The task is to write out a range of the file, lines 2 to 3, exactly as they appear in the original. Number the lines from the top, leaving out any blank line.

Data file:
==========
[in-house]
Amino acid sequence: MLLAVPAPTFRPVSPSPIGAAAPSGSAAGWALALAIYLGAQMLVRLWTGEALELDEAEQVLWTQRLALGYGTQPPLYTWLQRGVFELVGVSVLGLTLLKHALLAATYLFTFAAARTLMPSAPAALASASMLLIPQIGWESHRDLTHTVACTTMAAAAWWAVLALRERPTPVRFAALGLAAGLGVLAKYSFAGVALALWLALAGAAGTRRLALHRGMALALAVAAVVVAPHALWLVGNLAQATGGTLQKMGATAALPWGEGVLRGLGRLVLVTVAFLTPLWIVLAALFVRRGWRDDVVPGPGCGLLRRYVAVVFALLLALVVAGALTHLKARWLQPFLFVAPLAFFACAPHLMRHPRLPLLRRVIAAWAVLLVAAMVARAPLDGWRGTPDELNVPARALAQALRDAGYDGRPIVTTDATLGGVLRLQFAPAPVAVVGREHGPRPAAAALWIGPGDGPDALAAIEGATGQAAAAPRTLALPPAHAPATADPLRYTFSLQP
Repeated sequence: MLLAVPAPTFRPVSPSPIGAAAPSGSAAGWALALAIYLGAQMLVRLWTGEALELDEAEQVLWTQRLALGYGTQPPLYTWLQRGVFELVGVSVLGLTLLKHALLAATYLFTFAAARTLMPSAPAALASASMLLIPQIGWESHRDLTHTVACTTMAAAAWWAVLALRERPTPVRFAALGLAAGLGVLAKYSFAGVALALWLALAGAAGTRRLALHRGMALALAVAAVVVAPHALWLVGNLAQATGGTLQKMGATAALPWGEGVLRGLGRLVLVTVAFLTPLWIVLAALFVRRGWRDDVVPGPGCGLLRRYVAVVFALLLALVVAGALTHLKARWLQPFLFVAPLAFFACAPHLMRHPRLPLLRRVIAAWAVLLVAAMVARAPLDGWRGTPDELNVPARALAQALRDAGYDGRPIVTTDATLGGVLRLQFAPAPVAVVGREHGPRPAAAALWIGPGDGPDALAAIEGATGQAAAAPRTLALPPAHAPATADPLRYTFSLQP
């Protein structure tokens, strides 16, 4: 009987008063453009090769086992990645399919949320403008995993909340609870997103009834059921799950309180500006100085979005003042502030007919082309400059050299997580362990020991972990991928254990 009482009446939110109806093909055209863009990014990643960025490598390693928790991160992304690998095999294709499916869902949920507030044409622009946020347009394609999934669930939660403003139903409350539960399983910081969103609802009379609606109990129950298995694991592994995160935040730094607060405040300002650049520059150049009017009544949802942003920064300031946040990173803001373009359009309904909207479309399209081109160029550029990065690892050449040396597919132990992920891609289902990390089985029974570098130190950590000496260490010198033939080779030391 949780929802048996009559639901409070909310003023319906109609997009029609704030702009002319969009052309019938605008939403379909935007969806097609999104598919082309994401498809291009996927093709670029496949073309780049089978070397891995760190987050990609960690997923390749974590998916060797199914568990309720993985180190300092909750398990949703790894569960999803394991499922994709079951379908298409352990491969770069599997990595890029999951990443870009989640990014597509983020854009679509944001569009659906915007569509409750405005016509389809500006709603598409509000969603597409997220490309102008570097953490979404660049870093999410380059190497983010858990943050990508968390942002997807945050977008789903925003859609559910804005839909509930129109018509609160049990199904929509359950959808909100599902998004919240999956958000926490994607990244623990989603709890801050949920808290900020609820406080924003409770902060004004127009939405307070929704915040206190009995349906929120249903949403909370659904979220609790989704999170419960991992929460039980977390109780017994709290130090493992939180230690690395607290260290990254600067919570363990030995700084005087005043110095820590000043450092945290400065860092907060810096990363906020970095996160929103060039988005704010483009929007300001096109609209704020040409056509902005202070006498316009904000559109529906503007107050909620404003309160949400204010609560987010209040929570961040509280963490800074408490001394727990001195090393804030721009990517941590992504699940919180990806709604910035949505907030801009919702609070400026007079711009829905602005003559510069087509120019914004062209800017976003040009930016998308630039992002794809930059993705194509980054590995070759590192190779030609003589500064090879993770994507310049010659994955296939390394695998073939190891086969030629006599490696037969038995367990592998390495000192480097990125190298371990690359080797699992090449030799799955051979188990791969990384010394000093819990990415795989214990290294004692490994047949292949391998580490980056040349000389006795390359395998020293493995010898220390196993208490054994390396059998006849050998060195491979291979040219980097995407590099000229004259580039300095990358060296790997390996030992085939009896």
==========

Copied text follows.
Amino acid sequence: MLLAVPAPTFRPVSPSPIGAAAPSGSAAGWALALAIYLGAQMLVRLWTGEALELDEAEQVLWTQRLALGYGTQPPLYTWLQRGVFELVGVSVLGLTLLKHALLAATYLFTFAAARTLMPSAPAALASASMLLIPQIGWESHRDLTHTVACTTMAAAAWWAVLALRERPTPVRFAALGLAAGLGVLAKYSFAGVALALWLALAGAAGTRRLALHRGMALALAVAAVVVAPHALWLVGNLAQATGGTLQKMGATAALPWGEGVLRGLGRLVLVTVAFLTPLWIVLAALFVRRGWRDDVVPGPGCGLLRRYVAVVFALLLALVVAGALTHLKARWLQPFLFVAPLAFFACAPHLMRHPRLPLLRRVIAAWAVLLVAAMVARAPLDGWRGTPDELNVPARALAQALRDAGYDGRPIVTTDATLGGVLRLQFAPAPVAVVGREHGPRPAAAALWIGPGDGPDALAAIEGATGQAAAAPRTLALPPAHAPATADPLRYTFSLQP
Repeated sequence: MLLAVPAPTFRPVSPSPIGAAAPSGSAAGWALALAIYLGAQMLVRLWTGEALELDEAEQVLWTQRLALGYGTQPPLYTWLQRGVFELVGVSVLGLTLLKHALLAATYLFTFAAARTLMPSAPAALASASMLLIPQIGWESHRDLTHTVACTTMAAAAWWAVLALRERPTPVRFAALGLAAGLGVLAKYSFAGVALALWLALAGAAGTRRLALHRGMALALAVAAVVVAPHALWLVGNLAQATGGTLQKMGATAALPWGEGVLRGLGRLVLVTVAFLTPLWIVLAALFVRRGWRDDVVPGPGCGLLRRYVAVVFALLLALVVAGALTHLKARWLQPFLFVAPLAFFACAPHLMRHPRLPLLRRVIAAWAVLLVAAMVARAPLDGWRGTPDELNVPARALAQALRDAGYDGRPIVTTDATLGGVLRLQFAPAPVAVVGREHGPRPAAAALWIGPGDGPDALAAIEGATGQAAAAPRTLALPPAHAPATADPLRYTFSLQP